Oracle, one of the nation’s largest corporations, looks forward to expanding its “special relationship” with Montana and its universities, its president, Safra Catz, told the Montana Economic Development Summit as the two-day event wrapped up Tuesday at Montana Tech.

Oracle announced in October 2011 it was purchasing RightNow Technologies in Bozeman for $1.5 billion.

“We focus our investment in cloud services in Montana,” Catz said. “Why Montana? It’s really, really simple: employees are our company. There’s been absolutely wonderful work done by Montana Tech and Montana State University (graduates). I will tell you that those people are running our groups.”

Last year, Oracle bought the Bozeman software-development company RightNow Technologies, which employs about 1,100 people.

Oracle’s business in Bozeman handles all the accounting of Oracle’s cloud-related business, which is the company’s fastest growing

sector. Cloud is an online network that allows people to save, share and access digital files from anywhere.

“What’s wonderful about Montana?” Catz asked. “I know I’ve got great people. I don’t have to worry about a civil war breaking out on the borders. I don’t have to worry about working conditions.”

Catz was one of the keynote speakers Tuesday on the final day of the summit, which is organized and sponsored by U.S. Sen. Max Baucus, D-Mont. The event attracted some 4,000 people to the Montana Tech campus for two days of panels, speakers and networking on business development in the state.

She said she hopes Oracle’s cloud center in Bozeman will be like the anchor tenant that attracts other high-tech businesses there. A startup company already has moved to Bozeman from California.

“There may be no better working conditions on the planet than September in Montana,” Catz said.

Catz also emphasized the need for the United States to continue to protect intellectual property, citing the copyright provision of the U.S. Constitution.

Jim McNerney, chairman and CEO of Boeing, also used the conference to announce a $35 million expansion of its manufacturing plant in Helena and the hiring of 20-25 new employees.

McNerney also called for federal tax reform, a frequent theme of corporate executives at the summit. Baucus, chairman of the Senate Finance Committee, is leading an effort to overhaul the federal tax code before he retires when his term ends in 2014.

McNerney told the summit that the U.S. corporate tax rate, which at 35 percent, is the highest in the industrialized world by 10 percentage points.

Corporations would like to reduce corporate tax rates, McNerney said, but Boeing, and perhaps others, are willing to give up multiple tax preferences to achieve the goal of lower rates.

“We recognize that everyone will have to give a little bit to get … in the end zone, for tax reform,” he said. “We all admire your senior senator’s strong-minded efforts to make something happen, in the time that he has left in office … and there is little time left. The ranks of bridge-builders in Congress seem to be thinning with every election.”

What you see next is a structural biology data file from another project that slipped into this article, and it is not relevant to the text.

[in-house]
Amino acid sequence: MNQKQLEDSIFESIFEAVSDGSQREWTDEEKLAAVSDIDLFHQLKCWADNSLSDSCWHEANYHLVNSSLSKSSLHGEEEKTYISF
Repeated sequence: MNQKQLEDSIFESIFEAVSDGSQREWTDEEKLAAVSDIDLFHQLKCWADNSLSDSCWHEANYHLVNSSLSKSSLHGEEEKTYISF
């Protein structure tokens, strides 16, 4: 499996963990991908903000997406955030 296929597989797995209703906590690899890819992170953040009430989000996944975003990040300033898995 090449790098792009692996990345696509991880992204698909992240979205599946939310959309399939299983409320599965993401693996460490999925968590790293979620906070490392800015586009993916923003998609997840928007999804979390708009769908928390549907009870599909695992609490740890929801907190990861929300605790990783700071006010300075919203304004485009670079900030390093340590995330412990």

Overhauling the U.S. tax system could spur higher economic growth and create more higher-wage jobs, he said.

Ford Motor Co. President and CEO Alan Mulally told the crowd he believes the United States is on the verge of a renaissance of manufacturing.

“Companies are about as well-positioned as they will be in decades,” he said.

Meg Whitman, president and CEO of HP, formerly Hewlett-Packard, speaking by video, said the company will be working with four- and two-year Montana colleges and universities, including tribal colleges, to expand opportunities for entrepreneurship in the state.

HP will work with interested leaders and faculty to integrate its HP LIFE e-Learning initiative into the colleges and universities, Whitman said. It has the potential “to make a positive difference in job creation and grow healthy local economies,” she said.

The summit was the sixth economic development event organized by Baucus and his staff since 2000.

“I was inspired to see so many Montanans from every corner of the state gather in Butte to focus on jobs,” Baucus said. “While the summit is over, this is really just the start. We have a lot of work ahead, and the key to making this really work will be the follow up and follow through.”

Baucus said he will be checking for progress and encouraged people to reach out if they need help cutting red tape.

“We really are on the cusp of a major breakthrough when it comes to Montana jobs, and the level of interest summit is evidence,” he said.

Montana Chamber of Commerce President Webb Brown said in an interview that a big goal of the conference is to create networking opportunities to help develop business opportunities in the state.

“It’s not just come and sit and listen to speakers,” Brown said. “It’s to actually get some things done.”

The high-profile speakers are “the attractant to get the people (to the conference) who are going to make some deals,” he said.

“That’s the inspiration,” Brown said. “The people who are making the contracts – that’s the perspiration. That’s what we want out of this: What actually helped to allow you to add one more person to the payroll.”

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